Boozeshakes and “little lies” in the bars of Cuba.

Photo: xurde. All other photos: Author

RUNNING ALONG HAVANA’S Malecon, I passed smooching couples who openly shared swigs from bottles while teenage boys goaded each other into taking kamikaze dives into the surf from the rocks below the sea wall. Groups of grown men bobbed in the waves, passing communal bottles around. When I smiled and nodded, the bottle was raised in my direction and a bald head hollered in Spanish. I figured it was something along the lines of, “Enough running, more rumming!”

He was right. I sprinted back to the hotel for a shower and a highball.

In 1862, Spanish immigrant Don Facundo Bacardi established what would become the world’s largest rum dynasty. Tinkering with sugarcane and molasses in Santiago de Cuba, he distilled the first clear rum and named it after himself. His recipe has remained unchanged for 150 years, surviving dictatorship, hurricanes, and the varying tastes of generations of drinkers.

Mojitos

Ordering a mojito is acceptable at any hour of the day. Besides, it’s more palatable than the murky hotel coffee coloured with chalky shelf milk. Our Adventure Center guide, Leo, gave us a mojito primer on the day of our arrival. We found tables in the shade of an open-air bar, El Bosquecito, underarms damp with sweat, thirsty for our first official Cuban mojito. The thick-armed bartender industriously filled glasses with ice, raw sugar, lime juice and mint sprigs, and rum by the glug.

“Guys, you need to feel the lemon. You need to feel the sugar,” Leo insisted. “Yes, and you need to feel the rum, too.”

My favorite mojito: El Bosquecito, Calle O’Reilly 203, La Habana Vieja, Havana

The canchanchara

In Trinidad, we were grounded by the downpours of Tropical Storm Isaac. Our view of Playa Ancon, 18km from our hotel, was suddenly blotted out by ominous clouds and rain, so we took shelter on the terrace of a private casa for garlic lobster tails and canchancharas. The word kept calling to mind la cucaracha, remembered from childhood Spanish lessons taught by cartoon mouse Speedy Gonzales. Leo couldn’t wait for me to accidentally order a cockroach.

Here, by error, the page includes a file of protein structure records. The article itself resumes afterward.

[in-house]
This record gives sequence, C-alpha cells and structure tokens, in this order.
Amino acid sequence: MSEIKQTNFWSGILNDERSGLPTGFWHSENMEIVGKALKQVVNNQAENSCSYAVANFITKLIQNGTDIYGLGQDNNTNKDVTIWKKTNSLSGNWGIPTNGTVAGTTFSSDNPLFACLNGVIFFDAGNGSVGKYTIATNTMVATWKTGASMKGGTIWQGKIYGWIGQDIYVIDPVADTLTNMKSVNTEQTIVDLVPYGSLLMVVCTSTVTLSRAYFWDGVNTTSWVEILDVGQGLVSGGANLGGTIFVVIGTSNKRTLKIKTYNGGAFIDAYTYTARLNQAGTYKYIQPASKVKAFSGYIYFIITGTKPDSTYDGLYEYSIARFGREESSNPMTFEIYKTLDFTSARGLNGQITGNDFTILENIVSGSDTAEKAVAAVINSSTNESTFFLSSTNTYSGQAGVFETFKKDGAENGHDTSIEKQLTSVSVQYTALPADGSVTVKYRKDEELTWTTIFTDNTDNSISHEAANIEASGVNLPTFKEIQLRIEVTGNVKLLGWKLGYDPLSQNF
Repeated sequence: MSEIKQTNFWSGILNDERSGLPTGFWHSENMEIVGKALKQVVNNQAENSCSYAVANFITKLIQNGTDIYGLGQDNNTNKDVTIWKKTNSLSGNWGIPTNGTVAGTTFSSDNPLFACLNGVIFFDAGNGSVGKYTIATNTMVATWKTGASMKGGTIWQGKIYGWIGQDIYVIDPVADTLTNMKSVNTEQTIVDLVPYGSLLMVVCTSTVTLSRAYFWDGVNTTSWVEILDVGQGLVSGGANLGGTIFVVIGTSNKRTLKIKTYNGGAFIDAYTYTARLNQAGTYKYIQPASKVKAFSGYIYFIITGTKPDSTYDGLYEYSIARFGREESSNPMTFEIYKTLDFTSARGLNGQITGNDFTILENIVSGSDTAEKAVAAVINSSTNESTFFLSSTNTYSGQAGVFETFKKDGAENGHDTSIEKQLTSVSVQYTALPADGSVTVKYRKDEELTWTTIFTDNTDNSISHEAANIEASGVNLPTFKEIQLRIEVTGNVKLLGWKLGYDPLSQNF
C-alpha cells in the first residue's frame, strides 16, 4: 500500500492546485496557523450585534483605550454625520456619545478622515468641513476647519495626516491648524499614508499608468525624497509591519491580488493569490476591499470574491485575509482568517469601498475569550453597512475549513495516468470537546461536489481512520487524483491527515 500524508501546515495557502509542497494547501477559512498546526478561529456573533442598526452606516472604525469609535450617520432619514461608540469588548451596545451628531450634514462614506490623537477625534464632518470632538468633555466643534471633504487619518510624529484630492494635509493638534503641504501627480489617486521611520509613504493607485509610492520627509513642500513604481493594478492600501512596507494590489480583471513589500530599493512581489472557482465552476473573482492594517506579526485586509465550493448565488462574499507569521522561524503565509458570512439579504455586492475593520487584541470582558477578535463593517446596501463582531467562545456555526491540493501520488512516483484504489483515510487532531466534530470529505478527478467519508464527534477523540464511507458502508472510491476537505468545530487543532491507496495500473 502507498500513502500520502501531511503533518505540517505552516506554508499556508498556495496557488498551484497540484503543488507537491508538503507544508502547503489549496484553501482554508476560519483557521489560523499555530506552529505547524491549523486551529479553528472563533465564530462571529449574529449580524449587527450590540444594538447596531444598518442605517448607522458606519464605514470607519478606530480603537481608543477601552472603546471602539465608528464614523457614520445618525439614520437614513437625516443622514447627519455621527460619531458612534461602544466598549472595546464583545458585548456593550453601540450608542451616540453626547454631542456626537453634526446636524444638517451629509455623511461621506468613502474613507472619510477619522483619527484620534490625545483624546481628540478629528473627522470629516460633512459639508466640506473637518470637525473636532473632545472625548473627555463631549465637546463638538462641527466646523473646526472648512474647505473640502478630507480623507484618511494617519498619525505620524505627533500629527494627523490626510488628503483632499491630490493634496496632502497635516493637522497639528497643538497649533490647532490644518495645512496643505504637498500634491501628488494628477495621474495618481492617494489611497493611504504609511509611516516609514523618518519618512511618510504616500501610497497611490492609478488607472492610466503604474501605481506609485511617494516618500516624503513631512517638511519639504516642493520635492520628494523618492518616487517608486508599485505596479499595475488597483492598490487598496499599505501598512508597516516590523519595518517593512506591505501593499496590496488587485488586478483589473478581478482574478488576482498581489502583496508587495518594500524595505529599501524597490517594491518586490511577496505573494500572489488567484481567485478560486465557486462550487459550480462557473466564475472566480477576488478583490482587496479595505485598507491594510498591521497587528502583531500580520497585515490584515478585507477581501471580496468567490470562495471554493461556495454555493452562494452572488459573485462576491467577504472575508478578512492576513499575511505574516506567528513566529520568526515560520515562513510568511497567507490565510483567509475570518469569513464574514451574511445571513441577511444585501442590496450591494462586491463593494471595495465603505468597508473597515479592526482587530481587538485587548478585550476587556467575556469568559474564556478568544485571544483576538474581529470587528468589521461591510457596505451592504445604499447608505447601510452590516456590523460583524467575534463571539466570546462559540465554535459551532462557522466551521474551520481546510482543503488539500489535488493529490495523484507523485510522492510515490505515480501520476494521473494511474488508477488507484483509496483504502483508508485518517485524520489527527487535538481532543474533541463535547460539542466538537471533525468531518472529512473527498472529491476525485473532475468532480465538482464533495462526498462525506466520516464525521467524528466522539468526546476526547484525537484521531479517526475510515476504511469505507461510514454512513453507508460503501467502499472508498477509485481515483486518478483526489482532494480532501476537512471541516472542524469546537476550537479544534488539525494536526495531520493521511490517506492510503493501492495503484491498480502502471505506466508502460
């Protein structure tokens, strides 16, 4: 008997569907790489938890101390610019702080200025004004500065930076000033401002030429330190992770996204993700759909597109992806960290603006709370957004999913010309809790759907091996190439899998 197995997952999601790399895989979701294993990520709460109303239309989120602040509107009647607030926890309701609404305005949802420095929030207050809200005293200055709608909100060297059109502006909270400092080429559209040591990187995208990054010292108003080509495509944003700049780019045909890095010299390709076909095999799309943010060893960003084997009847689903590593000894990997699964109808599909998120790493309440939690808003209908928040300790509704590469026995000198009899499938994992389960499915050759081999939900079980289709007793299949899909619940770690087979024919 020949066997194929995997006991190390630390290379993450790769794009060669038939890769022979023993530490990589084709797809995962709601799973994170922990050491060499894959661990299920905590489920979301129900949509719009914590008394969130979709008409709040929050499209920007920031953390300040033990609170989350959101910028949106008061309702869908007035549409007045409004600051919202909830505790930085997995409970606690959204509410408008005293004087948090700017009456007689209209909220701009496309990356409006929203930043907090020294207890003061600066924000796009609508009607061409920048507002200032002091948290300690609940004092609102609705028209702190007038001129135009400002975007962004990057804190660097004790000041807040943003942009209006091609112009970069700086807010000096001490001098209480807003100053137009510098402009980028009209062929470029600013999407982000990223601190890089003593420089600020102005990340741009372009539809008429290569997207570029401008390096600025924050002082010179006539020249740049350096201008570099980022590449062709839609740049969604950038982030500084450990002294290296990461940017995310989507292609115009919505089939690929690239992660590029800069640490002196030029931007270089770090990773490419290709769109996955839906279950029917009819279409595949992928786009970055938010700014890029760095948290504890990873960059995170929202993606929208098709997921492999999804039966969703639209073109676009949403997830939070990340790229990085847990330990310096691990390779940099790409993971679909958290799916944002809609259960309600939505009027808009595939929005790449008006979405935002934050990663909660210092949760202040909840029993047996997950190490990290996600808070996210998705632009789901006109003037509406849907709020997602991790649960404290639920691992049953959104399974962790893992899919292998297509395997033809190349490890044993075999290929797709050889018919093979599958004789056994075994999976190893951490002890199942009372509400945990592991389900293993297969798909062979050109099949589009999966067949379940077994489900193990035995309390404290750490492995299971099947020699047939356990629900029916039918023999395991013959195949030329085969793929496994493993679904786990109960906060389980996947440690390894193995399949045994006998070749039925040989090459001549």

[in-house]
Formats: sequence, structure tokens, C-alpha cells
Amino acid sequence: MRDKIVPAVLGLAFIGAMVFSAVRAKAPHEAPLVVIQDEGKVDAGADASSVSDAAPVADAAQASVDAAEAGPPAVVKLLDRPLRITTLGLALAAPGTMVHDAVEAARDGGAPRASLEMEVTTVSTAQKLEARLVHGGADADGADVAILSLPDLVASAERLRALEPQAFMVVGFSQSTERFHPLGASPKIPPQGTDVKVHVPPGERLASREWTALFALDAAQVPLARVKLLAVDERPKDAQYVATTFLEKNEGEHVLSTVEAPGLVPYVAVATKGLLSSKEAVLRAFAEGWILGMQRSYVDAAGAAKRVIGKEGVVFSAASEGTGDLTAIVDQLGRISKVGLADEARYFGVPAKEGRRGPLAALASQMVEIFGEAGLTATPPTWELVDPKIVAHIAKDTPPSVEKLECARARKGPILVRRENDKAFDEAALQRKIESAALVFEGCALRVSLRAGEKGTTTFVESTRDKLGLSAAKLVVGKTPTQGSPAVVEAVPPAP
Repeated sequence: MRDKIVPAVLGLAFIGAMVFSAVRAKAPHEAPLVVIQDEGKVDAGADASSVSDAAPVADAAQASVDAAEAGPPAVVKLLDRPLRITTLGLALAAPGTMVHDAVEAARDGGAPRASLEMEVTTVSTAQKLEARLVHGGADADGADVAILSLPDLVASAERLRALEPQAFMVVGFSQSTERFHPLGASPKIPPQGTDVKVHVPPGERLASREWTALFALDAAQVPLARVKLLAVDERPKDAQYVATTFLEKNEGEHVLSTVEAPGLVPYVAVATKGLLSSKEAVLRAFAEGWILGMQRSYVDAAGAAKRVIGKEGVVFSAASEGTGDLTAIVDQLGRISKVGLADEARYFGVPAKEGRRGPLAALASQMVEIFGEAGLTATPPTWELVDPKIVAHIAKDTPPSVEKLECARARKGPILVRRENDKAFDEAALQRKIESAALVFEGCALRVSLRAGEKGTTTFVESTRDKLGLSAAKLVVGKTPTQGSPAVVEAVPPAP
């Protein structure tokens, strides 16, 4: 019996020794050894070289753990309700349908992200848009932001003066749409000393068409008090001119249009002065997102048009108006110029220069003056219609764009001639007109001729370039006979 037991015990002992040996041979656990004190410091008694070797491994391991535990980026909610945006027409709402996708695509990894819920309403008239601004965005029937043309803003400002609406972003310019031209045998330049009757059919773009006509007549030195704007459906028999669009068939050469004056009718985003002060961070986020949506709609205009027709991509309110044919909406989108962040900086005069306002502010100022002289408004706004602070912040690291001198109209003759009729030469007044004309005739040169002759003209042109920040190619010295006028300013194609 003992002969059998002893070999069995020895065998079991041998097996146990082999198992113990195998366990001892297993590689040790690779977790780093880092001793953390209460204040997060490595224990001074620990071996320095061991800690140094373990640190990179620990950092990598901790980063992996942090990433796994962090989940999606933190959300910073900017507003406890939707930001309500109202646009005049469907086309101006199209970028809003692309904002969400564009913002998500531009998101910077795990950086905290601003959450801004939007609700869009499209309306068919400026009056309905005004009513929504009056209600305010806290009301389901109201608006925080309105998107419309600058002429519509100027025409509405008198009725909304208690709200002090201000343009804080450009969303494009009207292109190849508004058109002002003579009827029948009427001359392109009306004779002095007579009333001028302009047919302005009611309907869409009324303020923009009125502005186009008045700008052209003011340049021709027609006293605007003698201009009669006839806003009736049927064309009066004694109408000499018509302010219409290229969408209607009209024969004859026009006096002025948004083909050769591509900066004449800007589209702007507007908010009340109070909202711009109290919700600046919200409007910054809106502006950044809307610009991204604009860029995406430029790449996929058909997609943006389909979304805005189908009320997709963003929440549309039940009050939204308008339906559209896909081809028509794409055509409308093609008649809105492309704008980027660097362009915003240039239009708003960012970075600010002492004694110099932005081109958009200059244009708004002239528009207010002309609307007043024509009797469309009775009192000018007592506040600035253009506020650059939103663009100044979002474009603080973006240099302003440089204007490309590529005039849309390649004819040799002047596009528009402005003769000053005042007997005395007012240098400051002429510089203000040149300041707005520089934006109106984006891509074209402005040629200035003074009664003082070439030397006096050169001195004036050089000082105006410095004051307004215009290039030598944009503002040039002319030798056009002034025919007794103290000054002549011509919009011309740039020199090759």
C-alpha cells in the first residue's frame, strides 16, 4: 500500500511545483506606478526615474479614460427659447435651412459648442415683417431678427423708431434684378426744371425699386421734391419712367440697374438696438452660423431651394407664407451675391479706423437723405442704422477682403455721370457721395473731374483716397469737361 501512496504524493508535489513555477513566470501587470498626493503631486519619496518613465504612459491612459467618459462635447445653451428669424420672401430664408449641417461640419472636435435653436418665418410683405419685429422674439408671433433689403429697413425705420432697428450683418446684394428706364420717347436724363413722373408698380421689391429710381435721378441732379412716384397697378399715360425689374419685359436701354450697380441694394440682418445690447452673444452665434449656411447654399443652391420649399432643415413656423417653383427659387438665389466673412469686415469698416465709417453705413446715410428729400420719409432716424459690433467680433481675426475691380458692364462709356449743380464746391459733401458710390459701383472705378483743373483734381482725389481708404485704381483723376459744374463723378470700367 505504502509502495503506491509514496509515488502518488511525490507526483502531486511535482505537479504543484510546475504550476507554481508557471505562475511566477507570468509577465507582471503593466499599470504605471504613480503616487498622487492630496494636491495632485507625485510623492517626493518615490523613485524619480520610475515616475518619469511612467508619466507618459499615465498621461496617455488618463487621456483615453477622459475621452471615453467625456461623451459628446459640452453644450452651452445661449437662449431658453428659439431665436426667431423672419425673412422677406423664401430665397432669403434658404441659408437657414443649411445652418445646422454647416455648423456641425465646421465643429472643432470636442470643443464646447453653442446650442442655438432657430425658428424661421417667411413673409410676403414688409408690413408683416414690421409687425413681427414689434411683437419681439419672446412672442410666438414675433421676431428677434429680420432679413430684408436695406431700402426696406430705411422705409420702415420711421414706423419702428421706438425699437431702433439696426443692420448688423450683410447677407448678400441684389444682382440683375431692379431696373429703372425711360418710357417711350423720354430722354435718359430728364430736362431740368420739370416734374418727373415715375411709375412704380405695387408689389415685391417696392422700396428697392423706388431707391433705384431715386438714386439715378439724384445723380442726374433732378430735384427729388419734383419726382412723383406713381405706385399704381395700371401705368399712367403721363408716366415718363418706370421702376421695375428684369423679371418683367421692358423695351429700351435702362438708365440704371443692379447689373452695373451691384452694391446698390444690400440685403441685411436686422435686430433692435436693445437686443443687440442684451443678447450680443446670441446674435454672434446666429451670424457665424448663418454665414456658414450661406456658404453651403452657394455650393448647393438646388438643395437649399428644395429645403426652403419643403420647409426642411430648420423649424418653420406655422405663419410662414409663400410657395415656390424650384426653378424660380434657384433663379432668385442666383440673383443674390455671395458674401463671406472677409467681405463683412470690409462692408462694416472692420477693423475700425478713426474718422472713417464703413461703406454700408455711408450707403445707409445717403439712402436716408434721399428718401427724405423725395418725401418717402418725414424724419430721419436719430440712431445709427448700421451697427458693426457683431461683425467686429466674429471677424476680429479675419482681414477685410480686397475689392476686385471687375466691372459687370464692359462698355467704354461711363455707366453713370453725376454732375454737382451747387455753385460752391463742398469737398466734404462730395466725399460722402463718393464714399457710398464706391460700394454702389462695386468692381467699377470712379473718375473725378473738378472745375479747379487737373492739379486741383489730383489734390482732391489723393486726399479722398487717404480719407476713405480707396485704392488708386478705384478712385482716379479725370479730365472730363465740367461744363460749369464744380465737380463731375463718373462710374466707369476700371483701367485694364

The canchanchara is a potent and sweet mix of rum, lemon juice, and honey. With a small wooden stick, you get to pull up thick globs of honey that settle at the bottom of the terracotta cup. Cold, strong, and syrupy, it’s a clever take on rum. I loved it, dangerously so.

My favorite canchanchara: Trinimar, near Ruben Martinez Villena & Ciro Redondo, Trinidad

Cuba Libre

The Cuba Libre is two or three free-poured jiggers of white rum topped with the Cuban Coke facsimile, TuKola, ice, and a wedge of lime. Its origin is largely a mystery, but most agree that it was a toast to Cuba’s liberation in 1898. “Cuba Libre!” (Free Cuba!) was the battle cry of victorious Cuba Liberation Army soldiers after the War of Independence. Cuban exiles refer to the classic drink as mentirita (“little lie”), believing there is no “free Cuba” under Castro’s dictatorship.